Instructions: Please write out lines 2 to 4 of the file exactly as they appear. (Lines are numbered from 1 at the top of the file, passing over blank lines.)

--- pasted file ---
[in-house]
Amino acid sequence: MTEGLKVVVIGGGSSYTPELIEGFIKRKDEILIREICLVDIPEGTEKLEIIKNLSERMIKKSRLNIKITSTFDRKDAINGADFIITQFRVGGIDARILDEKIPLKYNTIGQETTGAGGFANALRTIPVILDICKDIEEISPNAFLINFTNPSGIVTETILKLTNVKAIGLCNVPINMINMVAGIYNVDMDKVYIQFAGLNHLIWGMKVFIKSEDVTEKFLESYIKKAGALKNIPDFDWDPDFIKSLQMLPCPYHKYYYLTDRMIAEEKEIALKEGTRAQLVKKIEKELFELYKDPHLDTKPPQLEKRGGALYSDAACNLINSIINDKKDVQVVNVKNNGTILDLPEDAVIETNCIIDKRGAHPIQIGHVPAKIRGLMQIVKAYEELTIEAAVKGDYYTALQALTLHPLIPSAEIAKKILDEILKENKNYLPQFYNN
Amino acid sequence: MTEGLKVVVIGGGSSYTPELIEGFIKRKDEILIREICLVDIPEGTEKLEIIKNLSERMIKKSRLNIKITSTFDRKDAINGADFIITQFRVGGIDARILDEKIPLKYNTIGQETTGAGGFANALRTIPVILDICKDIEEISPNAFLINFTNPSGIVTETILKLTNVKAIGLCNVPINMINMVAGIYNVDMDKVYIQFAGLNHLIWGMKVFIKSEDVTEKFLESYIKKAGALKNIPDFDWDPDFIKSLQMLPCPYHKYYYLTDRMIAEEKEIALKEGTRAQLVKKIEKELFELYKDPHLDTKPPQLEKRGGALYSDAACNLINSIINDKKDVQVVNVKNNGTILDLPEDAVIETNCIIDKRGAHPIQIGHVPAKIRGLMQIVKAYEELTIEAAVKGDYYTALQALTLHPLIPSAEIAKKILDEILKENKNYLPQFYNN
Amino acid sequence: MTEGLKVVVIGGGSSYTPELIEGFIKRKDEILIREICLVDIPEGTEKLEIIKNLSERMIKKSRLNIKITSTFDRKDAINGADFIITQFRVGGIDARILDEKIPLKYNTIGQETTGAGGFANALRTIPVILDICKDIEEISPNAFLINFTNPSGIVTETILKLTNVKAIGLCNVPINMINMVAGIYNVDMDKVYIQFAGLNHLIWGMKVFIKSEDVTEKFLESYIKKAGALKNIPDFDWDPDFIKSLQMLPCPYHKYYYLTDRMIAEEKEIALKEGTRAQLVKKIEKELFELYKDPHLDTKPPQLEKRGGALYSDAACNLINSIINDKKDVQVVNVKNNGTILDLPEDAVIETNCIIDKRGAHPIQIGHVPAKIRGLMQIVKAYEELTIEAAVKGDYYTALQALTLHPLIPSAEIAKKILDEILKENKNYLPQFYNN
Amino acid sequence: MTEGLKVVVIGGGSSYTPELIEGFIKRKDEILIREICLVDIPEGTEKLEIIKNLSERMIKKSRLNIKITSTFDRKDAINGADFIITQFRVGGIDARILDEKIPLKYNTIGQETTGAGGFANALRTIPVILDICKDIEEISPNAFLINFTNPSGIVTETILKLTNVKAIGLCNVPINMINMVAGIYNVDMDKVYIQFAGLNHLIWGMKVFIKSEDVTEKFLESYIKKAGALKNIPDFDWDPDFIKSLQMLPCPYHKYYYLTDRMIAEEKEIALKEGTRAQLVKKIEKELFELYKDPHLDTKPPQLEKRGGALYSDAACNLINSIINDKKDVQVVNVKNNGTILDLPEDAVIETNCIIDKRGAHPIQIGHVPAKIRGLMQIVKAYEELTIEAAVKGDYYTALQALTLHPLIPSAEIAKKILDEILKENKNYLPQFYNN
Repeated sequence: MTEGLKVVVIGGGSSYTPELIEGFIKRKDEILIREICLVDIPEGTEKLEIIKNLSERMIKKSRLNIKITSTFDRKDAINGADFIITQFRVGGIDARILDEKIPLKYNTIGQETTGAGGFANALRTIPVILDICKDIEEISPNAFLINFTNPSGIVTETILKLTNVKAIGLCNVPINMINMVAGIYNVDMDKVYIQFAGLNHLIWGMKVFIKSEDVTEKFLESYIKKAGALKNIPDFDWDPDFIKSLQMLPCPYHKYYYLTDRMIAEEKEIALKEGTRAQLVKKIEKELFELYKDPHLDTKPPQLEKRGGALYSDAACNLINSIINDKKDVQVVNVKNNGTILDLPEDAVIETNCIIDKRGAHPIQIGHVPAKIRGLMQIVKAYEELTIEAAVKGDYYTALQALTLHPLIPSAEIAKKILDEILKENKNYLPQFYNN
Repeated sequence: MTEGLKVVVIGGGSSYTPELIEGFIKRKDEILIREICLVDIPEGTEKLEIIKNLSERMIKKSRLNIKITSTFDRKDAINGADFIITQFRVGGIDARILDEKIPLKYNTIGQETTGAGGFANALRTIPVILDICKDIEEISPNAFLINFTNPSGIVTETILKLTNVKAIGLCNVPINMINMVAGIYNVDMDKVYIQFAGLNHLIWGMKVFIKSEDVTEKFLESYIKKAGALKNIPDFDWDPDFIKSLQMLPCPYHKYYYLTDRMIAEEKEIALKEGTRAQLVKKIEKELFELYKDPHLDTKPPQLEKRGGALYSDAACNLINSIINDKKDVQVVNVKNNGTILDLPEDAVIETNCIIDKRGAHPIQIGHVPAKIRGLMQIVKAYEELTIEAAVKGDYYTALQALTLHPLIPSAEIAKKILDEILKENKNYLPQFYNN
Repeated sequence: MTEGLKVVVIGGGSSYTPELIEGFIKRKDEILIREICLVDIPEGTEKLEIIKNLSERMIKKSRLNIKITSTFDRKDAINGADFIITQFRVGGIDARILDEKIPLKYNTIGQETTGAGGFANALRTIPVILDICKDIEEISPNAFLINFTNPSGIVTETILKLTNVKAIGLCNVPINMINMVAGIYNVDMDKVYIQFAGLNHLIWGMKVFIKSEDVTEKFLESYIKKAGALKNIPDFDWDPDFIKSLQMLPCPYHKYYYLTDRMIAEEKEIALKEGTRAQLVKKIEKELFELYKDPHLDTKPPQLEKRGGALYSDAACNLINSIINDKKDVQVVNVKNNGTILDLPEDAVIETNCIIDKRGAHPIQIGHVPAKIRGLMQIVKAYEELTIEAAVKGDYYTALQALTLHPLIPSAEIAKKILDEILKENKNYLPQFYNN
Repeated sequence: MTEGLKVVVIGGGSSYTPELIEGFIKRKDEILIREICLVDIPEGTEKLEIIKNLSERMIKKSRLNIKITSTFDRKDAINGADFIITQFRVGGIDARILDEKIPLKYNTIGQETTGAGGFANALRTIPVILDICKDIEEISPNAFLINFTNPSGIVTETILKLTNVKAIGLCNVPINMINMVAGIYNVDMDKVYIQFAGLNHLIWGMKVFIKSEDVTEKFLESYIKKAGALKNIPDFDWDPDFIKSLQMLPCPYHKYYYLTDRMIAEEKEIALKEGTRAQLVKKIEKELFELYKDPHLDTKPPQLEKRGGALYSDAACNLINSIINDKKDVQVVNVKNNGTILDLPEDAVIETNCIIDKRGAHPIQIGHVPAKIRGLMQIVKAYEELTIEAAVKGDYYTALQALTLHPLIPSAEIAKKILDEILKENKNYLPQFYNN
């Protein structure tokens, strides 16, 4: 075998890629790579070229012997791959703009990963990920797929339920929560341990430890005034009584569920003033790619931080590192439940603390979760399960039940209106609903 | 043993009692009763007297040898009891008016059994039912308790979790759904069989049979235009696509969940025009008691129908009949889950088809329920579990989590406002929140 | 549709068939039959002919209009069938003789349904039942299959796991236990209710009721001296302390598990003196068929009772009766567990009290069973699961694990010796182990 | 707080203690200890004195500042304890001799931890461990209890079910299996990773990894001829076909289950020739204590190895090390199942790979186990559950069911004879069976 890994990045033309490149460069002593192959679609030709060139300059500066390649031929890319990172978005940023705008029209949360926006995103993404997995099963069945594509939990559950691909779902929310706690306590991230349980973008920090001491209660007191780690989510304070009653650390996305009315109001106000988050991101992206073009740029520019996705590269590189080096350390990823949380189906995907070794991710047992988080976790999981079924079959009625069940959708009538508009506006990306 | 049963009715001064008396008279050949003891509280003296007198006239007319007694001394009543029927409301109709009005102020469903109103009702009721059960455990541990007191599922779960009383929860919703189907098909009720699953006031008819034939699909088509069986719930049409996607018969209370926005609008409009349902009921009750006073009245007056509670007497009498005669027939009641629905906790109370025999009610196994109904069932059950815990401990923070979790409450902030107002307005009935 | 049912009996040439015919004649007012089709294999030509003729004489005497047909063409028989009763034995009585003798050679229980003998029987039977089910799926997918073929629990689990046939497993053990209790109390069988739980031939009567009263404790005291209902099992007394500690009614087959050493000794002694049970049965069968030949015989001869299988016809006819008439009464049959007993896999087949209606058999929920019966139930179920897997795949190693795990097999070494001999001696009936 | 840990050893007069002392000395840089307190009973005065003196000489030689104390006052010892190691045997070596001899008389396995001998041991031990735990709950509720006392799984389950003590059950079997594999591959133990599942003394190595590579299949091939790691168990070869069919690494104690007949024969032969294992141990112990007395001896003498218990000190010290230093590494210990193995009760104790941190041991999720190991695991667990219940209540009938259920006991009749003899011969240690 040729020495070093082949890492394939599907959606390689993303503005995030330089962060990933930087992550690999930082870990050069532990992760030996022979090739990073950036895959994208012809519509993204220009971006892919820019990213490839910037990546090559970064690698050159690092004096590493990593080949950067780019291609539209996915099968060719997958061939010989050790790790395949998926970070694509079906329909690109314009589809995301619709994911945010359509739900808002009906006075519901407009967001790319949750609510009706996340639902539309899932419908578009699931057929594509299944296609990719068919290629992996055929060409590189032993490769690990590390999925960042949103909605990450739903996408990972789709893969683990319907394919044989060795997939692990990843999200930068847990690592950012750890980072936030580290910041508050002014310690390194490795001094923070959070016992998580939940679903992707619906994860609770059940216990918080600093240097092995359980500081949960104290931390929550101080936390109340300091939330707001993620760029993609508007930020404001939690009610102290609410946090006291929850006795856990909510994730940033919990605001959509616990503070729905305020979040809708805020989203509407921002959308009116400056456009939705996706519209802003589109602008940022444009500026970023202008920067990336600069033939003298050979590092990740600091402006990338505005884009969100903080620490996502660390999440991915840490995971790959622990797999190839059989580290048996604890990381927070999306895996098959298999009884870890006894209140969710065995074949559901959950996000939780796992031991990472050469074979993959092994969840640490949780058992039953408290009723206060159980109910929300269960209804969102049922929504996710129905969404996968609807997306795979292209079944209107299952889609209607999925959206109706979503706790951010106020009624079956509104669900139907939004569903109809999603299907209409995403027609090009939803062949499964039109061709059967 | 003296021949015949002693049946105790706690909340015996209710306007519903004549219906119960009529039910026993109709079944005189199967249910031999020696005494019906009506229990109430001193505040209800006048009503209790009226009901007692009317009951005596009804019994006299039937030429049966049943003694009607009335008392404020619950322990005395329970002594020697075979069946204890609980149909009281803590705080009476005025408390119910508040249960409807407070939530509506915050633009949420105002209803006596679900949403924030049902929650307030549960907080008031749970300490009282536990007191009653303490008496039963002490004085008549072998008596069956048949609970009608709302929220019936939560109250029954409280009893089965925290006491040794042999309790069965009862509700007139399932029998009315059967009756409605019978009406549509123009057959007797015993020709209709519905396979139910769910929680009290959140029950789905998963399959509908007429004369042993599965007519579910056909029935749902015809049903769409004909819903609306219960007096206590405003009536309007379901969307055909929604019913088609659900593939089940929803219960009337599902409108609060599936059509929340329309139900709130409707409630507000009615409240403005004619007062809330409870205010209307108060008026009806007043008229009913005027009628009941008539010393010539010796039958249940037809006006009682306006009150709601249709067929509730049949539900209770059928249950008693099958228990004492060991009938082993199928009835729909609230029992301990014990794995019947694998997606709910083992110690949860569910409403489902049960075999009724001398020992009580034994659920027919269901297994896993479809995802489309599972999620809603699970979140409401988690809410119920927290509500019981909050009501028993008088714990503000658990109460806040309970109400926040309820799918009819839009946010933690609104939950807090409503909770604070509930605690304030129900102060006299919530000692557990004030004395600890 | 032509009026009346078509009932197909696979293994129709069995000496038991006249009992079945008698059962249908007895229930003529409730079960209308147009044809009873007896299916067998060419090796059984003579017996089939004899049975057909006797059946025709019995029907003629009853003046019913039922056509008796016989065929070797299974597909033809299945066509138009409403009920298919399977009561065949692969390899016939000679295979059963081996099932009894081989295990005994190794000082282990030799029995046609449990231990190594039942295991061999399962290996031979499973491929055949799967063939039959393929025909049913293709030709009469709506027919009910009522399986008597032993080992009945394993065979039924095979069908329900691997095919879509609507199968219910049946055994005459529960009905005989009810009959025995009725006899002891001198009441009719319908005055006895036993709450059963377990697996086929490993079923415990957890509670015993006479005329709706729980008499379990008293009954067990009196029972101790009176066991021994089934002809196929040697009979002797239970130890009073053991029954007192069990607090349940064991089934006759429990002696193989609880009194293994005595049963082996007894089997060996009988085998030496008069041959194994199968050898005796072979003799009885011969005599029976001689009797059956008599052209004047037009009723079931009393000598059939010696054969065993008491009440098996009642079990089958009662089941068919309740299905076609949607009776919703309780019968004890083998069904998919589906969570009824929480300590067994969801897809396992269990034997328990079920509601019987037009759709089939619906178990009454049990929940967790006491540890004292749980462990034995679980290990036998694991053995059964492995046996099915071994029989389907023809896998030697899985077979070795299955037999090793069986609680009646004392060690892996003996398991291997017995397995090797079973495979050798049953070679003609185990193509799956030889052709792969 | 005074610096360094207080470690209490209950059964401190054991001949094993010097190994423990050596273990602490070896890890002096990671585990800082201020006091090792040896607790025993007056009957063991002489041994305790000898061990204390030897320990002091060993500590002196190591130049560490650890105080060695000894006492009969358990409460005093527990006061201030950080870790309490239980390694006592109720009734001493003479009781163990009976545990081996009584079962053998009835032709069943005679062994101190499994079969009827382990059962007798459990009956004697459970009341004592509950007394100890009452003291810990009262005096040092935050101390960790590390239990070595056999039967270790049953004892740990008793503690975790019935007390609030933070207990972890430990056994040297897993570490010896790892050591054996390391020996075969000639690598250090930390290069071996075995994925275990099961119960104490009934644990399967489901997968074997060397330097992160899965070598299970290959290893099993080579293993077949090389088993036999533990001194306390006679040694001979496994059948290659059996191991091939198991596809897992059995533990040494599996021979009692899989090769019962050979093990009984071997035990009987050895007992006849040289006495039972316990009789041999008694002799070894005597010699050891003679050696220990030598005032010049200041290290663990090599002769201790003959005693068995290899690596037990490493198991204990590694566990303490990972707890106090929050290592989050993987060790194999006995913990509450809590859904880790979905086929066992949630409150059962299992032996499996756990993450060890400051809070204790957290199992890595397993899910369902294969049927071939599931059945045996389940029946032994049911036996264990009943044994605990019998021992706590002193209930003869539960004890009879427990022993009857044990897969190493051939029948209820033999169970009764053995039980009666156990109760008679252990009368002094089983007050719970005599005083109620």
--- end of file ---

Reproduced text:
Amino acid sequence: MTEGLKVVVIGGGSSYTPELIEGFIKRKDEILIREICLVDIPEGTEKLEIIKNLSERMIKKSRLNIKITSTFDRKDAINGADFIITQFRVGGIDARILDEKIPLKYNTIGQETTGAGGFANALRTIPVILDICKDIEEISPNAFLINFTNPSGIVTETILKLTNVKAIGLCNVPINMINMVAGIYNVDMDKVYIQFAGLNHLIWGMKVFIKSEDVTEKFLESYIKKAGALKNIPDFDWDPDFIKSLQMLPCPYHKYYYLTDRMIAEEKEIALKEGTRAQLVKKIEKELFELYKDPHLDTKPPQLEKRGGALYSDAACNLINSIINDKKDVQVVNVKNNGTILDLPEDAVIETNCIIDKRGAHPIQIGHVPAKIRGLMQIVKAYEELTIEAAVKGDYYTALQALTLHPLIPSAEIAKKILDEILKENKNYLPQFYNN
Amino acid sequence: MTEGLKVVVIGGGSSYTPELIEGFIKRKDEILIREICLVDIPEGTEKLEIIKNLSERMIKKSRLNIKITSTFDRKDAINGADFIITQFRVGGIDARILDEKIPLKYNTIGQETTGAGGFANALRTIPVILDICKDIEEISPNAFLINFTNPSGIVTETILKLTNVKAIGLCNVPINMINMVAGIYNVDMDKVYIQFAGLNHLIWGMKVFIKSEDVTEKFLESYIKKAGALKNIPDFDWDPDFIKSLQMLPCPYHKYYYLTDRMIAEEKEIALKEGTRAQLVKKIEKELFELYKDPHLDTKPPQLEKRGGALYSDAACNLINSIINDKKDVQVVNVKNNGTILDLPEDAVIETNCIIDKRGAHPIQIGHVPAKIRGLMQIVKAYEELTIEAAVKGDYYTALQALTLHPLIPSAEIAKKILDEILKENKNYLPQFYNN
Amino acid sequence: MTEGLKVVVIGGGSSYTPELIEGFIKRKDEILIREICLVDIPEGTEKLEIIKNLSERMIKKSRLNIKITSTFDRKDAINGADFIITQFRVGGIDARILDEKIPLKYNTIGQETTGAGGFANALRTIPVILDICKDIEEISPNAFLINFTNPSGIVTETILKLTNVKAIGLCNVPINMINMVAGIYNVDMDKVYIQFAGLNHLIWGMKVFIKSEDVTEKFLESYIKKAGALKNIPDFDWDPDFIKSLQMLPCPYHKYYYLTDRMIAEEKEIALKEGTRAQLVKKIEKELFELYKDPHLDTKPPQLEKRGGALYSDAACNLINSIINDKKDVQVVNVKNNGTILDLPEDAVIETNCIIDKRGAHPIQIGHVPAKIRGLMQIVKAYEELTIEAAVKGDYYTALQALTLHPLIPSAEIAKKILDEILKENKNYLPQFYNN